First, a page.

It is important to recognise that most of modern banking is now no more nor less than gambling. And that while the gambles are winning, proceeds accrue to the banks and their major shareholders, but that when the gambles are losing, it is we the taxpayers who are inevitably called upon to absorb the losses. If you are a bankster with a dysfunctional amygdala, you won’t find this troubling at all.
Increasing numbers of historians and economists are recognising that many of the “boom and bust” cycles experienced in western economies are artificially generated by gambling banksters. It’s also true that, just as in actual wars triggered by other corporate entities, bust cycles, once triggered, are very difficult to control. Clever heads of banks can coordinate crashes, but will quickly run to central governments once they’ve well and truly lost control.
And why do they have such a sympathetic ear when they run to central government? Well, in part because they’re “too big to fail”. Entities of a certain size will inevitably bring down other entities, creating a domino effect ripping through the host economy. But also, if “too big to fail” isn’t argument enough, banking and other corporates now invest heavily in politicians. Modern idiot politicians can be bought and sold like never before, and even bumped into the highest possible offices. All the corporates have to say is: “Sign this and we’ll fund your next electoral campaign. Heck, just relax and we’ll even draft the legislation for you.”
Some sexy bankster-speak
“Mergers and acquisitions”. It sounds great doesn’t it? But what is actually achieved through these? They are themselves gambles of course, and the scale of gambling in which the chief execs and major shareholders can indulge is exponentially enlarged - as is the scale of the damage they can do to the economy generally. And as is the scale of the bail out often required from us when they go wrong. So stability isn’t guaranteed. “Economies of scale”? That usually means cutting supply side and labour costs. So small supplier businesses lose even more bargaining power with the combined colossus and people lose jobs up and down the line. As these are the only people buying locally, this translates into lower local spending - meaning emptier high streets, depressed local economies, and higher social welfare costs. There is rarely new investment in mergers and acquisitions and all the “cost cutting” surplus is usually translated into higher dividends for shareholders and bigger bonuses for chief execs. So where is the added value? Well, for the most part, it’s off-shore.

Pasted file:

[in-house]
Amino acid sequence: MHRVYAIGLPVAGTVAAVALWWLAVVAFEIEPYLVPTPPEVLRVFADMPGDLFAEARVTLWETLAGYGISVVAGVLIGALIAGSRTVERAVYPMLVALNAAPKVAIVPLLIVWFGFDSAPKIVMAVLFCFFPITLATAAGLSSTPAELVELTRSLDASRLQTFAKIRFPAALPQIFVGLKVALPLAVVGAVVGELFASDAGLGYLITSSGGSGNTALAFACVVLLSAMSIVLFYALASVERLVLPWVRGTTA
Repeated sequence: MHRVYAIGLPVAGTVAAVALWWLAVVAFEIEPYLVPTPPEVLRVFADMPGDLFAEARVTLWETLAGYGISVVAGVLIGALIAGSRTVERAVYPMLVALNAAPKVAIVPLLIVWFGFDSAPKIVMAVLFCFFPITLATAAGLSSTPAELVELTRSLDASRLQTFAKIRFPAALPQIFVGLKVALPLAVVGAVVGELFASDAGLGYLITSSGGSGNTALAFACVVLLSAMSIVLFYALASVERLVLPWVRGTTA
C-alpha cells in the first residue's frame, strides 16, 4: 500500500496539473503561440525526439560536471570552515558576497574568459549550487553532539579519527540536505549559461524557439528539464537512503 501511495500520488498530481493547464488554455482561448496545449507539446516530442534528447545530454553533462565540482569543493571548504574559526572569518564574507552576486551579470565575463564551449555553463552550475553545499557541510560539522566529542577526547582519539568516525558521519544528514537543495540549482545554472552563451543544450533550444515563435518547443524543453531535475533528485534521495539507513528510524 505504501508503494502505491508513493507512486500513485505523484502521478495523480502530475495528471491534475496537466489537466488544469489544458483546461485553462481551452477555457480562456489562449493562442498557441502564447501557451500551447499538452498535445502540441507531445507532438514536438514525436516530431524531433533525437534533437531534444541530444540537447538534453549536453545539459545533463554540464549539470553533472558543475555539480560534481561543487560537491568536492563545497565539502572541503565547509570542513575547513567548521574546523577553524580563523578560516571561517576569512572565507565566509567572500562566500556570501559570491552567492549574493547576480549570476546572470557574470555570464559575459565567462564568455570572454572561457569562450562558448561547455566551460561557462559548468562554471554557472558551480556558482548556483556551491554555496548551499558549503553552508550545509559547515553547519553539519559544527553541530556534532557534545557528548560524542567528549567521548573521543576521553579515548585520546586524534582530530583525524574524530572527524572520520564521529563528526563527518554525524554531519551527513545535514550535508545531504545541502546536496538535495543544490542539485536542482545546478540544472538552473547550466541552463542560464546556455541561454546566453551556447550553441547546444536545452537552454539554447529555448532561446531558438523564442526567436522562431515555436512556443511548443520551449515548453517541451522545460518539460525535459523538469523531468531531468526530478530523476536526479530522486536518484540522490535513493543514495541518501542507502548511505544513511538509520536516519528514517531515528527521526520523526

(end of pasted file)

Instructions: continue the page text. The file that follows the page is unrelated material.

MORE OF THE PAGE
“Futures” and “derivatives”. Sounds so knowledgeable and optimistic. But it’s only enhanced gambling. Instead of gambling on a simple outcome, banksters can also gamble on outcomes - including losses - within specific sets of circumstances (eg. between specified dates or within specified share values). Just like when you bet on the ponies to “place” or “show”.
“Financial instruments”. I know. Wish I had a degree in gambling too. But this is simply the clever sounding name for the various forms of gambling in which banksters and other speculators can indulge themselves - usually with other people’s money.
A note on Artificial Intelligence
One of the reasons empathetic humans should not leave the development and control of AI in the hands of non-empathetics is that the latter will assume they know the purpose of human life. Just as they run corporations with the certainty that nothing but maximum return on capital in the shortest possible time, to the exclusion of all other considerations, so they will impart that delusional certainty to AI.
And if they succeed, the journey for the rest of us towards the distant hope that we may eventually discover that purpose will come to an end.
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© 2021 Deacon Martin